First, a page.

Let It Snow
By Maureen Johnson, John Green and Lauren Myracle
Release Date: October 2nd, 2008
Genre: Young Adult
I was grateful to receive a copy of Let It Snow for Christmas from one of my best friends – she knew exactly what I needed, because I’m one of those people who live for Christmas. It’s my favorite time of the year; I live for the Christmas lights, the carols, decorating the tree, and for that eager anticipation of Christmas magic. So, when December 26th rolls around, I fall into a great “Post-Christmas” depression. This year, in order to combat it, I picked up a Christmasy read to help keep those blue feelings at bay.
Overall, this was good holiday read. There was a nice Christmas feel to the book, complete with plenty of snow, a night of wonder, and careless, teenage abandon. For romance lovers like me, this was a perfect read, gift wrapped and ready to be devoured. Let It Snow is a compilation of three interconnected winter stories, revolving around a small town that is (for the most part) snowed in. The different characters in the stories are all connected by the town and deal with the unprecedented blizzard in different ways, ultimately finding love on Christmas. When the book hit its mark, it was right on it, but – unfortunately – when the book failed to hit that mark, it failed miserably. I liked the book for the most part, but there were certain areas that I was eager to be done with. More often than not, I would read a little bit, flip forward to see how much of a particular story I had left, sigh, and trot on like a trooper.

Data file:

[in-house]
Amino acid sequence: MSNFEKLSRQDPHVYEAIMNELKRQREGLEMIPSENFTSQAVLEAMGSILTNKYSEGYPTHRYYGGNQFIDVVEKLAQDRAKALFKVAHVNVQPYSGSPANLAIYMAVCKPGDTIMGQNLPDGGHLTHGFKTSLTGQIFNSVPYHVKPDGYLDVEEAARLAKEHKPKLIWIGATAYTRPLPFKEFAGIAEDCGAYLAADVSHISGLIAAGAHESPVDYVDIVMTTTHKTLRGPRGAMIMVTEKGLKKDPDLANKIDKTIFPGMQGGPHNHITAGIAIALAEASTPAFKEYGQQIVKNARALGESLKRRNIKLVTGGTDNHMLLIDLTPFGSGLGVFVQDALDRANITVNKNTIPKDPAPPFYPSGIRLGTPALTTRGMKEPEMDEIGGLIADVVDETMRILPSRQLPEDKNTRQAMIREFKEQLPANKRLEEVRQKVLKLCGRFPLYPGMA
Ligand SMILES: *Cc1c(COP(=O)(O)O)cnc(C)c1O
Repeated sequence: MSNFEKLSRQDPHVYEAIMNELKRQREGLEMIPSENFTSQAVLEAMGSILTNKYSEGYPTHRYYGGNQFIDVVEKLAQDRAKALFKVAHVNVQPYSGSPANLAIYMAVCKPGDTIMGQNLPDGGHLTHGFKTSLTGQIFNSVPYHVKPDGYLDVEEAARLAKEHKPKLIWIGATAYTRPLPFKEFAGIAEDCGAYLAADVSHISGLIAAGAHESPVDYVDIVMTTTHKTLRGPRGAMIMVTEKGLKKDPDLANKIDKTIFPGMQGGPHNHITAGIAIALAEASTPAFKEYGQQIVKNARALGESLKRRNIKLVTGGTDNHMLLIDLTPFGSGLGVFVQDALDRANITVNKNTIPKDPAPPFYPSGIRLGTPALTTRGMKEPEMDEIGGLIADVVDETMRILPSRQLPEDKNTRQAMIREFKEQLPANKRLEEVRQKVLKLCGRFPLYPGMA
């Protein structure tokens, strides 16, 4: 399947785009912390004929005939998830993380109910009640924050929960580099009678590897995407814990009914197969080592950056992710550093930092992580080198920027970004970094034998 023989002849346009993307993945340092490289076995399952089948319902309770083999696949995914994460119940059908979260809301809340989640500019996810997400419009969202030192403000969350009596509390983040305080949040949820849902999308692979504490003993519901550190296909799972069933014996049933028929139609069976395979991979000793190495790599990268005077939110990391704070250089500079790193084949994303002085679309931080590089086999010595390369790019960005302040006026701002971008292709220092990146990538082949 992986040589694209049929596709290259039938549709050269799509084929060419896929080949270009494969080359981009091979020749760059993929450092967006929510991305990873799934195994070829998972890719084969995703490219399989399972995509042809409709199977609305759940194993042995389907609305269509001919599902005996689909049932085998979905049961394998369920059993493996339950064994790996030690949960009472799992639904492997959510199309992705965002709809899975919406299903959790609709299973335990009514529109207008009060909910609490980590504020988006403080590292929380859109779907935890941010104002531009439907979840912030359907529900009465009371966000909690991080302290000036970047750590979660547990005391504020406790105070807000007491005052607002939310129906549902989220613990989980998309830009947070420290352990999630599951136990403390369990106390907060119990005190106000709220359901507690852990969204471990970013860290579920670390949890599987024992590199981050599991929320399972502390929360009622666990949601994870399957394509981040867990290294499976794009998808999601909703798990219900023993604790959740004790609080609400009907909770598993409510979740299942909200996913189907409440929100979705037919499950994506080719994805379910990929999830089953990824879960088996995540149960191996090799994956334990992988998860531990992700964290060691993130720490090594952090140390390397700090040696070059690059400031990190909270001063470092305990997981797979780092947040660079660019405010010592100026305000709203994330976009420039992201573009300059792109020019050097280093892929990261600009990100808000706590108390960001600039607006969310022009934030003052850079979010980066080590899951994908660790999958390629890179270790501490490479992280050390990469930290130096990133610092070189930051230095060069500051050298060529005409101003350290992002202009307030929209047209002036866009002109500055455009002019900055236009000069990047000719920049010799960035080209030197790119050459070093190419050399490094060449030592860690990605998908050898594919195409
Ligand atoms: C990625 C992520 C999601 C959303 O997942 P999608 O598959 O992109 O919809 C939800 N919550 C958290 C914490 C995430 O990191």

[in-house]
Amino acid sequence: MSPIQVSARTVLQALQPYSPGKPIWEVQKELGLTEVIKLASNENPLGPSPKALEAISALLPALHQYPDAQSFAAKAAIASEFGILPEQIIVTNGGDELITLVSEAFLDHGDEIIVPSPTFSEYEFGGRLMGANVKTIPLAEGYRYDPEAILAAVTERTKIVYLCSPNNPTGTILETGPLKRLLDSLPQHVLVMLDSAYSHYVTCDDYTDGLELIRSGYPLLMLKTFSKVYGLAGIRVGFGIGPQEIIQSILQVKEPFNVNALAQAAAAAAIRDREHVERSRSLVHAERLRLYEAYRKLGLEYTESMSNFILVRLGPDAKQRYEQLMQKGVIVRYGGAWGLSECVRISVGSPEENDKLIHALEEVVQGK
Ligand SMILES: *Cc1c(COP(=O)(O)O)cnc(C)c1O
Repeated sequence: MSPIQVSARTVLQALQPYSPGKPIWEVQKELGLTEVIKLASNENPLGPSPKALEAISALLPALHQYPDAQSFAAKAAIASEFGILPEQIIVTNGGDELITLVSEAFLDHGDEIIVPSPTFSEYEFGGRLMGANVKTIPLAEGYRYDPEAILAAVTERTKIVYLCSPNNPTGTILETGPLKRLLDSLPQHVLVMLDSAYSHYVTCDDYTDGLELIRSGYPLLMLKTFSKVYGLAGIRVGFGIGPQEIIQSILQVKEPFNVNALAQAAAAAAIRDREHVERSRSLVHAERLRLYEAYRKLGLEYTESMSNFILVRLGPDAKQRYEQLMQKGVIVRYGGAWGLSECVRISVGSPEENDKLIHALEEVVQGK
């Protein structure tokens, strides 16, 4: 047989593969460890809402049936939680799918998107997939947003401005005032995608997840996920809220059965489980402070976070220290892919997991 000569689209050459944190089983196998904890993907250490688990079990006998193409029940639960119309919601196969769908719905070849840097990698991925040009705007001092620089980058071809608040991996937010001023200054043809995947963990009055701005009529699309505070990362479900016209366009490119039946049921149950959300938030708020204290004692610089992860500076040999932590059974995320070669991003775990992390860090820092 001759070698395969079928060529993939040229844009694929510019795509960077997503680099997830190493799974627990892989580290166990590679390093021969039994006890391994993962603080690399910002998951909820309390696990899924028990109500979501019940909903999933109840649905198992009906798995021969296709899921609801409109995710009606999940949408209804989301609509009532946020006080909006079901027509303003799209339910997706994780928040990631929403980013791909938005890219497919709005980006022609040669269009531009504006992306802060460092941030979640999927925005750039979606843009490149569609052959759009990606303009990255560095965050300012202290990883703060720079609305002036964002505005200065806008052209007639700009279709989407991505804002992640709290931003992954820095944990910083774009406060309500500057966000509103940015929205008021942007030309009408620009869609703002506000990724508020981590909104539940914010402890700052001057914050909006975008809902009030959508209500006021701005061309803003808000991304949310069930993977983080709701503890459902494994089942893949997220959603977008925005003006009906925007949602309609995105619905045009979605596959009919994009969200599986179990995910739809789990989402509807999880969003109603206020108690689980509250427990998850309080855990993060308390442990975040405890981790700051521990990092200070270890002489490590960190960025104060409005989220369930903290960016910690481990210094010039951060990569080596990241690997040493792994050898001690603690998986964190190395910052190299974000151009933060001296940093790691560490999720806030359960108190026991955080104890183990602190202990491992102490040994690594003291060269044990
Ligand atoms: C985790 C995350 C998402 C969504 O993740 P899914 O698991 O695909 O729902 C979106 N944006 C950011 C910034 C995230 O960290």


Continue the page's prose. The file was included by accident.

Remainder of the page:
But I’ll review each story in turn.The first story is by Maureen Johnson and is called, Jubilee Express. It follows a girl called Jubilee (naturally), whose parents have been arrested on Christmas Eve, after being involved with a skirmish at the local store that sells holiday collectibles that her family has a penchant for collecting. As a result, she’s shipped off to spend the holidays with her grandparents but the snowstorm blows through, causing her train to be caught in the snowdrifts and inoperable for several hours. Instead of being trapped in the cars with a bunch of obnoxious cheerleaders, she leaves the train and manages to make her way to a nearby Waffle House where she meets a guy named Stuart. Before she knows it, the cheerleaders follow her and, in an effort to escape them again and from being trapped on a freezing train, she decides to stay at Stuart’s house for the night and Christmas morning.